It was 1851 when prospectors first found gold in Southern Oregon and Gold Rush fever swept through the state. Big, shiny nuggets first turned up in and around Josephine Creek and on the Illinois, Applegate and Rogue rivers, including near the town of Gold Beach on the Coast. Thousands of excited gold miners soon followed seeking gold in them there hills. More than 160 years later, this old-fashioned form of treasure hunting continues to delight people of all ages.
How: It’s just like you’ve seen in an old Western: Start by locating an eddy along the river or creek. Fill your pan about two-thirds of the way up with sand or gravel and rotate it carefully under the water. Look for that telltale gleam of gold or other precious metals therein, until Eureka! — your treasure reveals itself.
Gold panning is allowed on most U.S. Forest Service and Bureau of Land Management (BLM) lands. You don’t need a permit or any special equipment, just a small pan and big enthusiasm. (Recreational prospectors can remove less than one cubic yard of material from the river or creek bed of state scenic waterways or essential salmon habitat each year, and less than 50 cubic yards elsewhere. For other restrictions, including digging, dredging and off-limits areas, visit the BLM website.)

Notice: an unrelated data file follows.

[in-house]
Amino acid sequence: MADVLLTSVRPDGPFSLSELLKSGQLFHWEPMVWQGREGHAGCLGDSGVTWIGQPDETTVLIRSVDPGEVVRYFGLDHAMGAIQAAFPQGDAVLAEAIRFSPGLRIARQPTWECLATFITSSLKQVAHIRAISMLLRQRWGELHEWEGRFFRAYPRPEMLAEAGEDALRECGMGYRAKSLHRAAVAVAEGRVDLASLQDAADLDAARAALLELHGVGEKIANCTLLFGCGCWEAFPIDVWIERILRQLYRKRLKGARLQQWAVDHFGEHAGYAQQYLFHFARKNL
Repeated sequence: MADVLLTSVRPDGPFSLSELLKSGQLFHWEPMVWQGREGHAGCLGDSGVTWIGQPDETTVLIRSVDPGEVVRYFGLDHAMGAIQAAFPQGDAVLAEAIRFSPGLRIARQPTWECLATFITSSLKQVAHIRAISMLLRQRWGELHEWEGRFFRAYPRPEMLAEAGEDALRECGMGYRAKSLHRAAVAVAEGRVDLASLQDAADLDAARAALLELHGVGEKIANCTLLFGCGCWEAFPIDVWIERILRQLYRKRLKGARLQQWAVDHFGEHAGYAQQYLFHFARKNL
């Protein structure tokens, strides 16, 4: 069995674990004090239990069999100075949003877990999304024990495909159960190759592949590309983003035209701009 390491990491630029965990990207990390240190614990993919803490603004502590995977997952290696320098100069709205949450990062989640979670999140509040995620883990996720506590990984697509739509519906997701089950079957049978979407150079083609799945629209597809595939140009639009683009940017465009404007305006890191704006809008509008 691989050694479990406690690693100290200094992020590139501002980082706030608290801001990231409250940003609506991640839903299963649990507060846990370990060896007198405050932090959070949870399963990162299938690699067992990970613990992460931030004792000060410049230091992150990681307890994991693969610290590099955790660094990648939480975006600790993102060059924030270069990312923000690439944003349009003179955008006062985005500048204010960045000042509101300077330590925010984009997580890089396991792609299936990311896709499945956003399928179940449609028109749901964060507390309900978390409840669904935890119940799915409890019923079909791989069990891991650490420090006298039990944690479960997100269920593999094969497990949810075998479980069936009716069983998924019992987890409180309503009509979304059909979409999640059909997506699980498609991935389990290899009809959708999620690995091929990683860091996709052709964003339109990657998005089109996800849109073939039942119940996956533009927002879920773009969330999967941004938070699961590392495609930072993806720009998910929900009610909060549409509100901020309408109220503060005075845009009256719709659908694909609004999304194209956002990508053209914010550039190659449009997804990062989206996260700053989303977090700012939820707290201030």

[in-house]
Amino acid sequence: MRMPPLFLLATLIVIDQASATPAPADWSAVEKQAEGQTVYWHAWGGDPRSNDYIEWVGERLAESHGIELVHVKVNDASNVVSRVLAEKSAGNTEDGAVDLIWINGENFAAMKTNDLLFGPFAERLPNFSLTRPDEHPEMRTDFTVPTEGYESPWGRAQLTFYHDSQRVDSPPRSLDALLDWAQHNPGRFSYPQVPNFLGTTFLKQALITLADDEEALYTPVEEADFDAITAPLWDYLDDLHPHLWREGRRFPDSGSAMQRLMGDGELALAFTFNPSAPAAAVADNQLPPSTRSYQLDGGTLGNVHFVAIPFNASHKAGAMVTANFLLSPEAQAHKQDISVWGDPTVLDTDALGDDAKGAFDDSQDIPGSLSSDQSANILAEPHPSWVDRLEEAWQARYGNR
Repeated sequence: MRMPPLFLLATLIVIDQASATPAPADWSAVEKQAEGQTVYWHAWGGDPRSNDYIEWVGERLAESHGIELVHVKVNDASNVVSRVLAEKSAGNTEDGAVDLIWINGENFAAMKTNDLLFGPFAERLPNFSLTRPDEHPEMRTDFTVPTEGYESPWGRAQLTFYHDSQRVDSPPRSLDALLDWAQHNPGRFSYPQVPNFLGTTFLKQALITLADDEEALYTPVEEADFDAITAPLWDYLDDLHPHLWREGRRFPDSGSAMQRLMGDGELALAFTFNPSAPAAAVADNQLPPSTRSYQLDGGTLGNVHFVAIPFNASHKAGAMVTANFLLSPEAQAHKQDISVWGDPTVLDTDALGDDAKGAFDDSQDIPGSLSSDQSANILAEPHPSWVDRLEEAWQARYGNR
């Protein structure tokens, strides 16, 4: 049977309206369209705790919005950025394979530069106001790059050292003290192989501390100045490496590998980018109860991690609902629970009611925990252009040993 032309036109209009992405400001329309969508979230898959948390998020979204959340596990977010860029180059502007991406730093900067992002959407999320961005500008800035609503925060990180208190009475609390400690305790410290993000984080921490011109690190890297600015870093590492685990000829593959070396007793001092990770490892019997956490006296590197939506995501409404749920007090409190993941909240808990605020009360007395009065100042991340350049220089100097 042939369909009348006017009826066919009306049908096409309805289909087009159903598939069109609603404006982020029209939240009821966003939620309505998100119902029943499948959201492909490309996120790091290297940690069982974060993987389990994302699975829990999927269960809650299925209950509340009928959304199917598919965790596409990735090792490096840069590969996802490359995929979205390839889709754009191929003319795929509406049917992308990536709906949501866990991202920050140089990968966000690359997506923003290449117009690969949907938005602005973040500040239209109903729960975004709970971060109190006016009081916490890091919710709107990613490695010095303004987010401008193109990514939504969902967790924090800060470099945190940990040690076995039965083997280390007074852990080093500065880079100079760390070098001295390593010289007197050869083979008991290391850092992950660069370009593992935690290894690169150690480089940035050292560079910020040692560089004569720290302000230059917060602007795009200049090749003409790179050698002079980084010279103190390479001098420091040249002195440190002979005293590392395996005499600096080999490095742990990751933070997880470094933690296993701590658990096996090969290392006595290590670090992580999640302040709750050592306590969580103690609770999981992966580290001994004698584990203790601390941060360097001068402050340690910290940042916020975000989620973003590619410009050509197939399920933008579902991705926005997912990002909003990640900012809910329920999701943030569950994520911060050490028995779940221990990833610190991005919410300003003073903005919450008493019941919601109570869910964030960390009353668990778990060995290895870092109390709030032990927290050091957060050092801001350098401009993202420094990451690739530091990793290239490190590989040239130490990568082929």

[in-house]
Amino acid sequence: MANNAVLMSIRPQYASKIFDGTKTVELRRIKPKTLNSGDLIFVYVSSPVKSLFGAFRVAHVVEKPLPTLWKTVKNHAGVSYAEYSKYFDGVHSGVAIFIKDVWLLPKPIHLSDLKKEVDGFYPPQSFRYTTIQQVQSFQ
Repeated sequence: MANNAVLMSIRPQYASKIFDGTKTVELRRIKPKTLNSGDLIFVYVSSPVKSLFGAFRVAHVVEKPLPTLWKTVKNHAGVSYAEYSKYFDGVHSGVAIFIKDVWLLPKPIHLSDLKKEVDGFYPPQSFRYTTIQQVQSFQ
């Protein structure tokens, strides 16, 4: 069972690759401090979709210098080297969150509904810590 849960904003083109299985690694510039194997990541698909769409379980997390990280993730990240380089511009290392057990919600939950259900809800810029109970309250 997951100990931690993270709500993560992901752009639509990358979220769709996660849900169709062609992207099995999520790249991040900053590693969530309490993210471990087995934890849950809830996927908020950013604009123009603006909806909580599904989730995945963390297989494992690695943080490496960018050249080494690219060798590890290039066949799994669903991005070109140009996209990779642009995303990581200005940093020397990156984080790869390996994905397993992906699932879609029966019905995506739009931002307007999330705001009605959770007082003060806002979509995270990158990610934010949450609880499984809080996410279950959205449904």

When: In Oregon, you can pan for gold any time of year, except when salmon and steelhead are spawning. Check with the Oregon Department of Fish and Wildlife for information on spawning times. And though it’s a year-round activity, summer temperatures make this season an excellent time for treasure hunting.
Where: Hit the mother lode, or just have fun trying.
In Southern Oregon: Test the waters at Little Applegate, Tunnel Ridge, Gold Nugget Wayside and the Hellgate Recreation Area of the Rogue River in the Medford BLM district. Also check out Sardine Creek where it empties into the Rogue near Gold Hill. Near Roseburg, try your luck on Cow Creek, Sterling Mine Ditch Trail or on China Ditch.
In the Willamette Valley: Check out Sharps Creek near Cottage Grove as well as the Yellowbottom Recreation Area on Quartzville Creek just east of Sweet Home. Also popular are the US Forest Service campgrounds in the Blue River area about an hour east of Eugene.